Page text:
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8 Reasons the Recession Isn't All Bad

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Lately the news has been all doom-and-gloom. You can’t open a newspaper or click to a webpage without hearing about how these “tough economic times” have made life so horribly hard and how we’re all destined for poverty. Those who have been hit hard in the last few years by layoffs or skyrocketing healthcare costs may feel that life is as low as it can get.

Newsflash: the majority of Americans still live like aristocrats, and 99.99% of all humans who ever lived would probably trade places with us right now. We have plentiful resources, from the basic to the luxurious, and America is still the land of opportunity, if you choose to see it that way. Along with disadvantages, the recession has brought many advantages into our lives, but you probably won’t hear about them on the nightly news.

You are better off than you think you are! Here are eight reasons to love the recession.

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From the Organic Authority Files

  1. You’re a smarter consumer. In the past few years you have no doubt grown more intelligent and better informed about where you spend your money. You have renegotiated the interest rate with your credit card company as well as your car and health insurance premiums. And if you haven’t, what are you waiting for? We are now living in a buyer’s market, and consumers have more power than ever to make demands.
  2. You can find great deals like never before. Look around you - there are huge savings everywhere on practically everything, from salon visits and golf clubs to hotel packages in the Cook Islands. New coupon websites like Groupon and Living Social have made saving money a game, and the savvy consumer can find incredible deals on almost anything they need to buy.
  3. You have re-evaluated your career. Without a doubt in the past few years you have taken a long, hard look at your career trajectory and made some big decisions to stay the course or to try something new. Getting laid off from a cushy job seems like a nightmare – until the job loss prompts you to make some much-needed changes in your life. Even if you haven’t made major career changes, you have no doubt done some soul-searching in the past few years and made some tough decisions.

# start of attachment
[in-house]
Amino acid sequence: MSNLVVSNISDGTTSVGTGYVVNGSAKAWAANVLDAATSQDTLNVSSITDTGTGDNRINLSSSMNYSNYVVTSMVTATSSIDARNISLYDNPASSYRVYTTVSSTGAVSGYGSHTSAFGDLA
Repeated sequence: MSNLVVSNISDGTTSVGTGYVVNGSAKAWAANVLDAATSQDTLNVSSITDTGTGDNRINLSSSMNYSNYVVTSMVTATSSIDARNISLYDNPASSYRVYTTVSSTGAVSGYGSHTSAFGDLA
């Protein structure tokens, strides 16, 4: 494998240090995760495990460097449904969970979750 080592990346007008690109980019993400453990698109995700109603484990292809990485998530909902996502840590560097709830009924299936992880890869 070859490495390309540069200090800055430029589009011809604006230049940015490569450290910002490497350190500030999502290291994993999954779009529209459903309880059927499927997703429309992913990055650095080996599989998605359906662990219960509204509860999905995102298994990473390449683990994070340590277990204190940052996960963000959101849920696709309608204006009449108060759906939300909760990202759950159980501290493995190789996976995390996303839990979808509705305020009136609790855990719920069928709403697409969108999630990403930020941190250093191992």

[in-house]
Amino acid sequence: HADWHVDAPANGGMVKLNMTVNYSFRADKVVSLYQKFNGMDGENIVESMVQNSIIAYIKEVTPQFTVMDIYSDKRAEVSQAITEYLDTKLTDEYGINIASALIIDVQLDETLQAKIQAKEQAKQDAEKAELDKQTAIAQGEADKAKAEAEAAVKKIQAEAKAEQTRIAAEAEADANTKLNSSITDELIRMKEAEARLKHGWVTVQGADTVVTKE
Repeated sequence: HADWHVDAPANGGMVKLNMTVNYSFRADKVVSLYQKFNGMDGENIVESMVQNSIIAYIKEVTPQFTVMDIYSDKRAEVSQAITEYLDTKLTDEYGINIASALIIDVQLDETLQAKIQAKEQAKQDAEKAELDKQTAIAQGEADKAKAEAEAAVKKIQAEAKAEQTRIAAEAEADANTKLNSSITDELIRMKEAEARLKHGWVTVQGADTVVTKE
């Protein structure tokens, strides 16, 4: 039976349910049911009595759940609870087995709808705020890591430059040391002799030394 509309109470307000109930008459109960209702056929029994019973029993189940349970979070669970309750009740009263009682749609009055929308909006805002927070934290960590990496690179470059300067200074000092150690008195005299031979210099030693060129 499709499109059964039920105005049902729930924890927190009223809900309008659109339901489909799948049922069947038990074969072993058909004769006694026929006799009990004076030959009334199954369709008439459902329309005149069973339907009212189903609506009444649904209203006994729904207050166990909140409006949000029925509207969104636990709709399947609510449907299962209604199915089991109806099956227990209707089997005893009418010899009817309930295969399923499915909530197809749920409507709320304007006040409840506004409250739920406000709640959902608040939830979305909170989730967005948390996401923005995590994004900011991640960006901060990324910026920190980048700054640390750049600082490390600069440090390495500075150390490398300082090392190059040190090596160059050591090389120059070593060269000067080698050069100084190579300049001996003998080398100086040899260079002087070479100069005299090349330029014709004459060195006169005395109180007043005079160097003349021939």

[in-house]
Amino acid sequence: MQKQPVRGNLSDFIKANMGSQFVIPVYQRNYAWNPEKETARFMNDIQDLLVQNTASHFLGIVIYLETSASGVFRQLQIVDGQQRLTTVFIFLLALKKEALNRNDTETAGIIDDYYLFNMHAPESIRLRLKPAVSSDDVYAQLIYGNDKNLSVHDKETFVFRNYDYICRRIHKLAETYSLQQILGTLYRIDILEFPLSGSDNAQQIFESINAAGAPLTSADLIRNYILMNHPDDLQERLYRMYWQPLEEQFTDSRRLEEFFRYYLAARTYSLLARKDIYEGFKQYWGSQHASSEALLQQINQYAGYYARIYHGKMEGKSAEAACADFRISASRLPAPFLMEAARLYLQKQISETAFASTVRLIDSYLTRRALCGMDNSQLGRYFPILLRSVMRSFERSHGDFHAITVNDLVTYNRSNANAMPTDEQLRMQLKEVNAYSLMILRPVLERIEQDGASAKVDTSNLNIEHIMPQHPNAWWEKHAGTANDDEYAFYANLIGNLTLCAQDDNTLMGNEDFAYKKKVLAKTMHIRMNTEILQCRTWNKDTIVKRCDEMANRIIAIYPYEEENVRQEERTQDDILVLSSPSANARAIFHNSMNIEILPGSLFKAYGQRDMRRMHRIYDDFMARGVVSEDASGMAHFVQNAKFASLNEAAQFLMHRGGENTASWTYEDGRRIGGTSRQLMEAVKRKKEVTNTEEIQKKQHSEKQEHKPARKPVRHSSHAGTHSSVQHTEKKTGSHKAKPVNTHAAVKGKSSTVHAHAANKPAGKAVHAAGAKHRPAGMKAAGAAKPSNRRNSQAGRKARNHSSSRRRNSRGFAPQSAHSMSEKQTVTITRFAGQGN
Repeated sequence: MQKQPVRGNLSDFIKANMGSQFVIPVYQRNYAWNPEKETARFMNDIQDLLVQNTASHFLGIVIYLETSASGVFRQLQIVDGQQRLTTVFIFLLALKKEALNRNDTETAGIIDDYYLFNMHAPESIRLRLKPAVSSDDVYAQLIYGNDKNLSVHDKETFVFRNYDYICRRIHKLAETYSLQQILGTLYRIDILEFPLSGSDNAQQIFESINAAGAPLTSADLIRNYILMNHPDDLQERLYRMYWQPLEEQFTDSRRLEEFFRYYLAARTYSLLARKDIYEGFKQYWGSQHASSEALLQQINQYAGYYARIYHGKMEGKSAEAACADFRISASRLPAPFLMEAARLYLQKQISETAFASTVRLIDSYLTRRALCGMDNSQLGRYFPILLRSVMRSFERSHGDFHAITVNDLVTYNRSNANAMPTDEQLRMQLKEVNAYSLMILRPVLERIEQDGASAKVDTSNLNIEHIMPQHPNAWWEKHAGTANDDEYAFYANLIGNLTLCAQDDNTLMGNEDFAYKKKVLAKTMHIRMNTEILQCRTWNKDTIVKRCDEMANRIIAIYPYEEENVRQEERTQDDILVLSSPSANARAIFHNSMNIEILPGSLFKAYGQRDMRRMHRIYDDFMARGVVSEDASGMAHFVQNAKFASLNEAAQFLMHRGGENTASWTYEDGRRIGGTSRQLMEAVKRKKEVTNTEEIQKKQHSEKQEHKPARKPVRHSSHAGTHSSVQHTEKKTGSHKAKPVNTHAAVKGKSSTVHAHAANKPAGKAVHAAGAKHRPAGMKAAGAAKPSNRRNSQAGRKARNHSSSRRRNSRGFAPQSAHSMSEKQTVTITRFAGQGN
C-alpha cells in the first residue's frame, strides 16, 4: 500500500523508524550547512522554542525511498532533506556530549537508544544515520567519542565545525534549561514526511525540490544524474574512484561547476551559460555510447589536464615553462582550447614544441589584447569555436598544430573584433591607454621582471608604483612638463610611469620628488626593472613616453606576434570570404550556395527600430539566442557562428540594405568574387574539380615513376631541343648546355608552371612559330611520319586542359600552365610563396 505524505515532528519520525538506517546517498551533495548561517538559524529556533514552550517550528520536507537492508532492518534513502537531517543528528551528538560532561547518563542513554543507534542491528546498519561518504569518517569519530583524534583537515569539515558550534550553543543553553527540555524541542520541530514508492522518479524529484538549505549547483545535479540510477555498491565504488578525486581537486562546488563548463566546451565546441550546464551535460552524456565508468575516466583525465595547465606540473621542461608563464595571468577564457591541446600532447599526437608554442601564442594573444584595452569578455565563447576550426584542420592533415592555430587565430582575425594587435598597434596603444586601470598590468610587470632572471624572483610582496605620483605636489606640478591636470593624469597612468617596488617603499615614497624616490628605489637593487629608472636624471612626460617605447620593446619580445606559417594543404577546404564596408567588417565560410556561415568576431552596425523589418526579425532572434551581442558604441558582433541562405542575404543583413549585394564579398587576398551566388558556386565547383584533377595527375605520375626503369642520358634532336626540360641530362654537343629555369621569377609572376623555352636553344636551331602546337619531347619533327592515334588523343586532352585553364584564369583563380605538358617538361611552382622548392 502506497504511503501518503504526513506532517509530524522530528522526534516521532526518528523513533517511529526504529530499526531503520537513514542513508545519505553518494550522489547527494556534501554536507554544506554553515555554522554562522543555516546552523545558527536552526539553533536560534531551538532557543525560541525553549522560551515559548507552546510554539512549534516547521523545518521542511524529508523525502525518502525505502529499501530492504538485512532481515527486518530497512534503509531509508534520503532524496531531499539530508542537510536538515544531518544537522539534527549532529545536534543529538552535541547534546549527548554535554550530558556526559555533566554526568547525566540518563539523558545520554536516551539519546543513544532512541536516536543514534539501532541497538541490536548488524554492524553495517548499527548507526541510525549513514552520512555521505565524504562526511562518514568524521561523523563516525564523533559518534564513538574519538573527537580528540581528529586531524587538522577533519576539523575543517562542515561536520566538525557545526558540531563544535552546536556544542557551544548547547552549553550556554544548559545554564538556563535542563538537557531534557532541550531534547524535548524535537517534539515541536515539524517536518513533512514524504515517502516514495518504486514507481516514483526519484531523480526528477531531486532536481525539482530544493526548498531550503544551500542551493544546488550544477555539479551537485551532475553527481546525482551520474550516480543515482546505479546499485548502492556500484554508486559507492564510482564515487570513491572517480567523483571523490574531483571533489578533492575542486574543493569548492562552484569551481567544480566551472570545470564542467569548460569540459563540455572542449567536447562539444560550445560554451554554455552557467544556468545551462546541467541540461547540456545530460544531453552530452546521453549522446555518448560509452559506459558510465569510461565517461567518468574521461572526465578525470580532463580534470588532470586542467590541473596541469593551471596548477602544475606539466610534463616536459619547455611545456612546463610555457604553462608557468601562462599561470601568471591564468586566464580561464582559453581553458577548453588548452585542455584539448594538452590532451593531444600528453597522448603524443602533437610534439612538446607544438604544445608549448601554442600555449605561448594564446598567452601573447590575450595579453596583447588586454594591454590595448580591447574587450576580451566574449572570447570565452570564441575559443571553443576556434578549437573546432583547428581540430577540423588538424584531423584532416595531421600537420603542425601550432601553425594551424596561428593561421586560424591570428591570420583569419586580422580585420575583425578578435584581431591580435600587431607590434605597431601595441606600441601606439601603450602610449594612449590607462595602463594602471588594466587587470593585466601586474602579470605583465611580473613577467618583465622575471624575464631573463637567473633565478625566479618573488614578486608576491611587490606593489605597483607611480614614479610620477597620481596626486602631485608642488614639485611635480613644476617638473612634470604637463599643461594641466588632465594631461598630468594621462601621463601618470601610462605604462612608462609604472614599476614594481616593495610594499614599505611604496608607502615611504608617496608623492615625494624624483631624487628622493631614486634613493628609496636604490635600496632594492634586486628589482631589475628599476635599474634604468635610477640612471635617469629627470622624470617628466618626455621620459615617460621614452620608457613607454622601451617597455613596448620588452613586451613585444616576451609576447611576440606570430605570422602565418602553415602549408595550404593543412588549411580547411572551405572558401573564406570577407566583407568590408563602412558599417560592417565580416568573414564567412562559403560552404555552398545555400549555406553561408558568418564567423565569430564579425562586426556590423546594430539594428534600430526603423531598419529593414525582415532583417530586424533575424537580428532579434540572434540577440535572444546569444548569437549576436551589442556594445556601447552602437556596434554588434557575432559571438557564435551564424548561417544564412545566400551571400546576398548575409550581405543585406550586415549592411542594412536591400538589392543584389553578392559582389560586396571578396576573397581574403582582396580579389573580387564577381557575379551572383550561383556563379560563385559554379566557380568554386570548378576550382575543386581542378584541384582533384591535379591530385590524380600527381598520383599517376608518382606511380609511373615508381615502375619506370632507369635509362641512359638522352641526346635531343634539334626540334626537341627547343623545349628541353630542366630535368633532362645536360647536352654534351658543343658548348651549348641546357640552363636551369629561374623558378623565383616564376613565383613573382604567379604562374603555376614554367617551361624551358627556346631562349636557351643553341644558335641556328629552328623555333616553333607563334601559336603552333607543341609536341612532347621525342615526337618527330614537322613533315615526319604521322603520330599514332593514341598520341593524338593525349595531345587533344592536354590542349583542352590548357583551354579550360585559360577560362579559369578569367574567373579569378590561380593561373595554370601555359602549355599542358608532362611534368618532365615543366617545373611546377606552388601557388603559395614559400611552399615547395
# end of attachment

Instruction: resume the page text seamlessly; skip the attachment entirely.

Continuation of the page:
4. You’re staying at home more. While nights out of the town can be fun and exciting, nothing takes the place of spending the evening in with people you love, indulging in simple pleasures. Romantic dinners at the kitchen table, movie nights with popcorn and evenings spent playing fun games with the family have increased in frequency over the last few years. Simple pleasures, as it turns out, are some of the best things in life.
  5. Your eyes are open and you are more in control of your finances than ever before. To tighten your belt, you have to know when and where your money is coming and going – and you probably have a better handle on your finances than ever before, even if your wallet isn't quite as thick as you would like it to be. The focus on consumer debt in the media probably has you wondering how to cut yours down, or at the very least paying attention to it. Stay informed, and you will stay on top of your finances.
  6. You are wasting less and “making do” with more. Even if you are trying to save your bank account instead of the planet, the effects are the same. American consumers are wasting less and learning to live within our means. From paper products and toiletries to food and water, we are using our heads and using fewer resources, and making more sustainable choices.
  7. You are spending less on groceries. It might not seem this way, but the price of groceries and other necessities have dropped since their peak in 2008. The cost of building materials has also dropped, and gas prices have fallen off their peak as well.
  8. You have incredible investing opportunities right now! If you are young or otherwise have the chance to invest in your future through IRAs or the stock market, you should do it now! The stock market is down 50% off its highs, and anyone who can invest right now stands to make a pretty penny when the economy rights itself – which it will, of course.

image: c_ambler

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